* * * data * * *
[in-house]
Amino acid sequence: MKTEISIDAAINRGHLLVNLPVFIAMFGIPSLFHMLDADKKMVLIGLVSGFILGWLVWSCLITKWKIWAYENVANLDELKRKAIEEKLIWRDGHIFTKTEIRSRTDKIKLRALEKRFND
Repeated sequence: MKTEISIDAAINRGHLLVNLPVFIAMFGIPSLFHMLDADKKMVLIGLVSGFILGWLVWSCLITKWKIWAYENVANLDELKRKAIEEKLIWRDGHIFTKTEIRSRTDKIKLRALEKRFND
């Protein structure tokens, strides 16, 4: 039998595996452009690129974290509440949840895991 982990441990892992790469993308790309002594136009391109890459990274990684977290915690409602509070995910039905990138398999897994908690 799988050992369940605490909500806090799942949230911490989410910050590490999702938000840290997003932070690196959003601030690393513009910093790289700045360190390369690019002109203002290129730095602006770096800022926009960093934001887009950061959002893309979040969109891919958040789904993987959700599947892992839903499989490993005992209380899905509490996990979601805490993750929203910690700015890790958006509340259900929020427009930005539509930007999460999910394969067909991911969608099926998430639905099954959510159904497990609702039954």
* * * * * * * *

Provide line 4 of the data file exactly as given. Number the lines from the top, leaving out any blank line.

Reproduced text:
């Protein structure tokens, strides 16, 4: 039998595996452009690129974290509440949840895991 982990441990892992790469993308790309002594136009391109890459990274990684977290915690409602509070995910039905990138398999897994908690 799988050992369940605490909500806090799942949230911490989410910050590490999702938000840290997003932070690196959003601030690393513009910093790289700045360190390369690019002109203002290129730095602006770096800022926009960093934001887009950061959002893309979040969109891919958040789904993987959700599947892992839903499989490993005992209380899905509490996990979601805490993750929203910690700015890790958006509340259900929020427009930005539509930007999460999910394969067909991911969608099926998430639905099954959510159904497990609702039954």